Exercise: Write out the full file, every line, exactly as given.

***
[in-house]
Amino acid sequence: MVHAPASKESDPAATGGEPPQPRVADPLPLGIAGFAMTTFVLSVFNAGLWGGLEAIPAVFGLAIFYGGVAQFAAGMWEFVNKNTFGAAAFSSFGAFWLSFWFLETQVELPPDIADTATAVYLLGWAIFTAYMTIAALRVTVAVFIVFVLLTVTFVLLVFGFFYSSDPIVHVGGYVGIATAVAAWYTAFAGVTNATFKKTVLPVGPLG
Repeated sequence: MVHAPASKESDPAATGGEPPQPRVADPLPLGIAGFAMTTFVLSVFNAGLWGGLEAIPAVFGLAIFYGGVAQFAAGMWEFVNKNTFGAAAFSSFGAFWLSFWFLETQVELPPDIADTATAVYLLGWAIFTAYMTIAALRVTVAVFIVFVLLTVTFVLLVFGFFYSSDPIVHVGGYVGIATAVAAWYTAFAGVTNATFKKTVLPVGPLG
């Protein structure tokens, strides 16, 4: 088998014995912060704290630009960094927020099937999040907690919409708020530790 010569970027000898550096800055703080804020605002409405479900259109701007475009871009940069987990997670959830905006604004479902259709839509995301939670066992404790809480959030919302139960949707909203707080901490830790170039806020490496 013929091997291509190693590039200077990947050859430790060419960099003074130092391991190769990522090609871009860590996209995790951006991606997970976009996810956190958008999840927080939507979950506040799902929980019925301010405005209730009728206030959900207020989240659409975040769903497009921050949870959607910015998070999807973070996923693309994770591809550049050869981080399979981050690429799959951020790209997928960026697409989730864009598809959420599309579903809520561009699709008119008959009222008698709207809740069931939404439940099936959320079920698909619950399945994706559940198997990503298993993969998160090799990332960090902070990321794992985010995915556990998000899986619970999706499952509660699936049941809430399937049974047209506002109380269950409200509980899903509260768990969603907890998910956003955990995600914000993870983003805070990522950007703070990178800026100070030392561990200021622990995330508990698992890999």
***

[in-house]
Amino acid sequence: MVHAPASKESDPAATGGEPPQPRVADPLPLGIAGFAMTTFVLSVFNAGLWGGLEAIPAVFGLAIFYGGVAQFAAGMWEFVNKNTFGAAAFSSFGAFWLSFWFLETQVELPPDIADTATAVYLLGWAIFTAYMTIAALRVTVAVFIVFVLLTVTFVLLVFGFFYSSDPIVHVGGYVGIATAVAAWYTAFAGVTNATFKKTVLPVGPLG
Repeated sequence: MVHAPASKESDPAATGGEPPQPRVADPLPLGIAGFAMTTFVLSVFNAGLWGGLEAIPAVFGLAIFYGGVAQFAAGMWEFVNKNTFGAAAFSSFGAFWLSFWFLETQVELPPDIADTATAVYLLGWAIFTAYMTIAALRVTVAVFIVFVLLTVTFVLLVFGFFYSSDPIVHVGGYVGIATAVAAWYTAFAGVTNATFKKTVLPVGPLG
């Protein structure tokens, strides 16, 4: 088998014995912060704290630009960094927020099937999040907690919409708020530790 010569970027000898550096800055703080804020605002409405479900259109701007475009871009940069987990997670959830905006604004479902259709839509995301939670066992404790809480959030919302139960949707909203707080901490830790170039806020490496 013929091997291509190693590039200077990947050859430790060419960099003074130092391991190769990522090609871009860590996209995790951006991606997970976009996810956190958008999840927080939507979950506040799902929980019925301010405005209730009728206030959900207020989240659409975040769903497009921050949870959607910015998070999807973070996923693309994770591809550049050869981080399979981050690429799959951020790209997928960026697409989730864009598809959420599309579903809520561009699709008119008959009222008698709207809740069931939404439940099936959320079920698909619950399945994706559940198997990503298993993969998160090799990332960090902070990321794992985010995915556990998000899986619970999706499952509660699936049941809430399937049974047209506002109380269950409200509980899903509260768990969603907890998910956003955990995600914000993870983003805070990522950007703070990178800026100070030392561990200021622990995330508990698992890999």